Christianity’s Contributions: Schools started (Part 2)

As Jesus told the Apostles in Matthew 28:19-20,  “Therefore go and make disciples of all nations, baptizing them in the name of the Father and of the Son and of the Holy Spirit, and teaching them to obey everything I have commanded you. And surely I am with you always, to the very end of the age.”  This month we focus on the Christian church’s heritage regarding education.  

Catechetical schools were started in Ephesus and Rome by Justin Martyr (150 AD).  Now separate institutions apart from the home were educating children in the ways of God.  Later, mathematics, medicine, and grammar were added as separate subject matters.  A distinctive feature of these schools was the fact that both males and females could attend.  Recall that in the Roman Empire,  only upper class boys were educated.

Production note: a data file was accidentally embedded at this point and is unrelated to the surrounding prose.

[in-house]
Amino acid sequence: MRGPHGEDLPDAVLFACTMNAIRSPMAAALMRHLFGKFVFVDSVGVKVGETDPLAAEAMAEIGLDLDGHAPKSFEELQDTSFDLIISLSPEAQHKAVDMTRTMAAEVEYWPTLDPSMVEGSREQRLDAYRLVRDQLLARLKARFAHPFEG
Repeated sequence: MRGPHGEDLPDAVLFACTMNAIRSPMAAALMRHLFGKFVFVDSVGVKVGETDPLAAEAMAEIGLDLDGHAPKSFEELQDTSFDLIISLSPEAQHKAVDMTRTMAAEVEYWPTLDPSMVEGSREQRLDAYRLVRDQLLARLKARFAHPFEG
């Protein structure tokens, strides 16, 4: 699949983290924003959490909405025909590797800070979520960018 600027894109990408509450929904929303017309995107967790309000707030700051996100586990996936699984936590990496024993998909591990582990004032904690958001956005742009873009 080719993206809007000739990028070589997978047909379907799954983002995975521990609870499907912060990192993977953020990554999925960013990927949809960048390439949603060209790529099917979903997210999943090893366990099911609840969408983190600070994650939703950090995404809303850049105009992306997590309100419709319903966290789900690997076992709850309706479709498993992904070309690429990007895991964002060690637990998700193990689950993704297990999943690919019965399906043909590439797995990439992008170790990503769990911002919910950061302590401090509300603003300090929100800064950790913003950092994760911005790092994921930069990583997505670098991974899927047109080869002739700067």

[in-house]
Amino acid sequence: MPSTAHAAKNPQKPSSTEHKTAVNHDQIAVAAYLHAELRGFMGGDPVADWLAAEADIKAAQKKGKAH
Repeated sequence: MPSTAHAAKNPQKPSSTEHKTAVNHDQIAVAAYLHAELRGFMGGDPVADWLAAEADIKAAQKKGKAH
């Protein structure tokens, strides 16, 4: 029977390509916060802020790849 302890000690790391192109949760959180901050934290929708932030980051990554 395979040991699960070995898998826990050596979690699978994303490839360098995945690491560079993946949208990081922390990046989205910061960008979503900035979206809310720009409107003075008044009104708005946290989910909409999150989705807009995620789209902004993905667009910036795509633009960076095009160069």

Hundreds of years later, cathedral schools from the 4th to 10th centuries taught Christian doctrine along with the seven liberal arts.  These disciplines were the Trivium, consisting of grammar, rhetoric, and logic, and the Quadrivium, entailing arithmetic, music, geometry, and astronomy.   Parochial schools also started separate from the cathedral in the 9th century.

Some big advances in education would take place by the efforts of Martin Luther in the 1500’s.  More on that in the next blog.

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